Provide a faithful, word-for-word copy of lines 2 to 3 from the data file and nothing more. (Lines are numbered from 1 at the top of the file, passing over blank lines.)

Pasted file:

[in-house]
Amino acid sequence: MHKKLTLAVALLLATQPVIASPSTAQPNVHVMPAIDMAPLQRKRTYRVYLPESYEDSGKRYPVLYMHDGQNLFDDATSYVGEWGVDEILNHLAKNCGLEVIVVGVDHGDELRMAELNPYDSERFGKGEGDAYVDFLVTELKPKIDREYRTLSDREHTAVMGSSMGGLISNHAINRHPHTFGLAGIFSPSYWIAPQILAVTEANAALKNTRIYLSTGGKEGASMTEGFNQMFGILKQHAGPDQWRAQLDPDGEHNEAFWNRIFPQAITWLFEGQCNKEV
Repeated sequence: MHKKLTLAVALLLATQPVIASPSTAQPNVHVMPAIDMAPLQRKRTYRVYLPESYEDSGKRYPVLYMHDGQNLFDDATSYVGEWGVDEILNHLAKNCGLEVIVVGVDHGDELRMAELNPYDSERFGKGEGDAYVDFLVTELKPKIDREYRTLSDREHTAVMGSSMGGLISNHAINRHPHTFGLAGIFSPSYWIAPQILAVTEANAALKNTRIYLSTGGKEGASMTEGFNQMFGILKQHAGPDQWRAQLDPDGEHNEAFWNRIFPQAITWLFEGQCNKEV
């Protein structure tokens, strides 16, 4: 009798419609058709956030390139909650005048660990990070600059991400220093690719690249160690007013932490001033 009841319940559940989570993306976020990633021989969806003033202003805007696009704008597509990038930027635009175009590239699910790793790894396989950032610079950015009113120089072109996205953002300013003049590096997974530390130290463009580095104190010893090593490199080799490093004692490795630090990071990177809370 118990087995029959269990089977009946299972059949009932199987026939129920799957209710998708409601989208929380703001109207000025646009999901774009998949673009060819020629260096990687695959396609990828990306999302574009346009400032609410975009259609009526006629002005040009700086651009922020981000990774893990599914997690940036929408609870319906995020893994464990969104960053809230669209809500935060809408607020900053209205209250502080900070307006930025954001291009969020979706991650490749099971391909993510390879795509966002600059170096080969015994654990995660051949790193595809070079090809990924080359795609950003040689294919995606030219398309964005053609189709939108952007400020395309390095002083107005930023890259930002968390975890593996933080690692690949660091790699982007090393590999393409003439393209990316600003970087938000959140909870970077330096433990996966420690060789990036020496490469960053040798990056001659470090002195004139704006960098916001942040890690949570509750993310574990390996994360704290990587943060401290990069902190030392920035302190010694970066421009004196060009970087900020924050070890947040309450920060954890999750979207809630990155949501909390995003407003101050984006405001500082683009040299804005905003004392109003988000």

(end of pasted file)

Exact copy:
Amino acid sequence: MHKKLTLAVALLLATQPVIASPSTAQPNVHVMPAIDMAPLQRKRTYRVYLPESYEDSGKRYPVLYMHDGQNLFDDATSYVGEWGVDEILNHLAKNCGLEVIVVGVDHGDELRMAELNPYDSERFGKGEGDAYVDFLVTELKPKIDREYRTLSDREHTAVMGSSMGGLISNHAINRHPHTFGLAGIFSPSYWIAPQILAVTEANAALKNTRIYLSTGGKEGASMTEGFNQMFGILKQHAGPDQWRAQLDPDGEHNEAFWNRIFPQAITWLFEGQCNKEV
Repeated sequence: MHKKLTLAVALLLATQPVIASPSTAQPNVHVMPAIDMAPLQRKRTYRVYLPESYEDSGKRYPVLYMHDGQNLFDDATSYVGEWGVDEILNHLAKNCGLEVIVVGVDHGDELRMAELNPYDSERFGKGEGDAYVDFLVTELKPKIDREYRTLSDREHTAVMGSSMGGLISNHAINRHPHTFGLAGIFSPSYWIAPQILAVTEANAALKNTRIYLSTGGKEGASMTEGFNQMFGILKQHAGPDQWRAQLDPDGEHNEAFWNRIFPQAITWLFEGQCNKEV